Mills CNC says that strong sales of its Doosan range of machine tools defies the assumption that in recession, manufacturers consider retrofit and refurbishment projects, rather than invest in new machines. That said, the company admits that customers can and do improve the performance of their existing Doosan and Daewoo machines via Mills '360' after-sales services, of which the retrofit of ancillary equipment is a core part.
Everything from rotary tables, bar feeds, steadies, extraction units, probing systems and high pressure coolant systems can be ordered, supplied and project managed by Mills. "Many customers who have had to cancel or postpone their investment in new machine tools have opted to investigate ways of improving the performance of existing machine tools," says the company's managing director, Nick Frampton. "There are a number of different reasons why customers retrofit ancillary equipment. Probably the most common is to increase productivity and versatility by integrating [for example] a 4/5-axis indexer or rotary table to a milling machine, or by investing in bar feed lathes or turning centres."
Other reasons cited by Mr Frampton include: in-process measurement and detection of tool breaks (by retrofitting probes); the need to improve machining capacity and capability by being able to machine larger and longer workpieces (using steadies); and the need to remove hazardous vapours and dust from machining areas (by fitting oil/mist extraction units).
Following on from the latter point, a sub-contract machine shop serving the aerospace sector has recently reduced its concentration of oil and dust in the working environment, thanks to the retrofit of extraction units from Air Cleaning Systems.
In 2006, Portsmouth-based VRS Precision Engineering procured Matsuura 800VG11 and Matsuura 1000VG vertical machining centres. The acquisitions enabled VRS to produce aluminium and stainless steel fuel filtration and air conditioning components for aerospace manufacturers such as Boeing and Airbus. Moving to technology such as through-coolant and high speed machining that generates high levels of swarf, smoke and coolant mist – the ISO: 9001 company was advised by Matsuura to invest in filtration systems for the machines, suggesting units from ACS.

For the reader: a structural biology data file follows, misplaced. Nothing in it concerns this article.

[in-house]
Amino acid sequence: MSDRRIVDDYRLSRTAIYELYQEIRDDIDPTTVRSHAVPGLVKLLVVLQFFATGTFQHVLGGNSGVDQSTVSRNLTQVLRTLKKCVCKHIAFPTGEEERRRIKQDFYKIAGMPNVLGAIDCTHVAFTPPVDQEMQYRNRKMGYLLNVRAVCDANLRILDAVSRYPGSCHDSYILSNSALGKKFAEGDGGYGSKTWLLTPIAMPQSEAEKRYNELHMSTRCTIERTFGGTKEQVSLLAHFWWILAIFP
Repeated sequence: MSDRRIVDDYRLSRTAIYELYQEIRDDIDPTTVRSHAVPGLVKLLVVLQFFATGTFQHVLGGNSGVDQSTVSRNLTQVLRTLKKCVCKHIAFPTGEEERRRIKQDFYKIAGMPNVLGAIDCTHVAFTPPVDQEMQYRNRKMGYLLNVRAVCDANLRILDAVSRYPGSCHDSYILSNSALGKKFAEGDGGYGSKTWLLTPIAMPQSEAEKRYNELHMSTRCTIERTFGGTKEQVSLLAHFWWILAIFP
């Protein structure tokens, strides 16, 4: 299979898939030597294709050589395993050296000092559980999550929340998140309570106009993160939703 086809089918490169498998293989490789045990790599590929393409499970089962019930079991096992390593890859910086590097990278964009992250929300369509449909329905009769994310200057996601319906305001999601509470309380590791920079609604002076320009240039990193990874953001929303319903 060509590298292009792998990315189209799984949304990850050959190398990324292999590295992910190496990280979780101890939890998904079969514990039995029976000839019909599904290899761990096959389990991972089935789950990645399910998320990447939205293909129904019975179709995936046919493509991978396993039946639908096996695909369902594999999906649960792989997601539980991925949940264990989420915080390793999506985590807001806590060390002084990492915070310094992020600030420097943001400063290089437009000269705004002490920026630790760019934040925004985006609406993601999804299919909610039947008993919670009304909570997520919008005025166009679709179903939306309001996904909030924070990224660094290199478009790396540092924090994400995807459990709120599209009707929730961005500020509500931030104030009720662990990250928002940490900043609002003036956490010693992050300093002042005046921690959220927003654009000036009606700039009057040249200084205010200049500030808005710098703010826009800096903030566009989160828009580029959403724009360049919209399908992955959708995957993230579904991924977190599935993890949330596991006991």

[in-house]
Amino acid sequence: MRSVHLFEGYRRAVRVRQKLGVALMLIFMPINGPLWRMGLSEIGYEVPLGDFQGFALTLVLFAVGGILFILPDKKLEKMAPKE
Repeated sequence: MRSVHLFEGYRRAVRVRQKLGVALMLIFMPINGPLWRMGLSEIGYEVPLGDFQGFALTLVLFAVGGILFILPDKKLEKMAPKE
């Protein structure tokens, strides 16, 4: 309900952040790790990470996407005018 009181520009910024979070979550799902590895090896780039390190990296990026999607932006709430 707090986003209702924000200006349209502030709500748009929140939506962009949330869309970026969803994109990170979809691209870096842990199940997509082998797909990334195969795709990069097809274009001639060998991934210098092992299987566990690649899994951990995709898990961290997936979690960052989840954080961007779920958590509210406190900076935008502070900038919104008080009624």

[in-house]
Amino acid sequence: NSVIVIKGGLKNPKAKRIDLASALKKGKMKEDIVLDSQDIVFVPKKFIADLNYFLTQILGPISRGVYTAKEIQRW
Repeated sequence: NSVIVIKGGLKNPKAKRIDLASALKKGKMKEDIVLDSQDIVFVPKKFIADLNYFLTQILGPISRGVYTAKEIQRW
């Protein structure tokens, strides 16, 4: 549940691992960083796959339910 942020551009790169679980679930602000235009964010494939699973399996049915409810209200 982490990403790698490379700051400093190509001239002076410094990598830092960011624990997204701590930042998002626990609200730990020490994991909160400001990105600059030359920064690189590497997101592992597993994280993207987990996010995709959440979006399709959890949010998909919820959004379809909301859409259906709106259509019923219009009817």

ACS fitted colour-coded OMF1000 filtration systems to the Matsuura centres, as VRS production manager Rod Bradley explains: "As any machinist working on a modern CNC will find, with ever increasing speeds and feeds, combined with through or high pressure coolant, the machine has to be left for up to five minutes for the fumes to settle, before removing the part from the work envelope. This break is now a thing of the past with the ACS systems."
The company has since embarked on a mission to install filtration systems on all its machine tools, including Mori Seiki, Doosan Puma and Lynx models.
Pleased as punch
RPA , UK agent for Nisshinbo punching machines, has developed a retrofit PC-run CNC for older punching machines, originally aimed at the Nisshinbo machines, but now available for punching machines of any origin, including Amada, Trumpf, Strippit and LVD.
The facilities and functions of iMotion include: remote servicing, using an in-built modem; re-starting the job from any cut or punch; processing speeds unavailable in the normal CNC world; production management and batch control; two programs and displays held at any moment in time; and stations and tool types programmed individually for feeds, accelerations, hold-downs and delays.
First published in Machinery, October 2009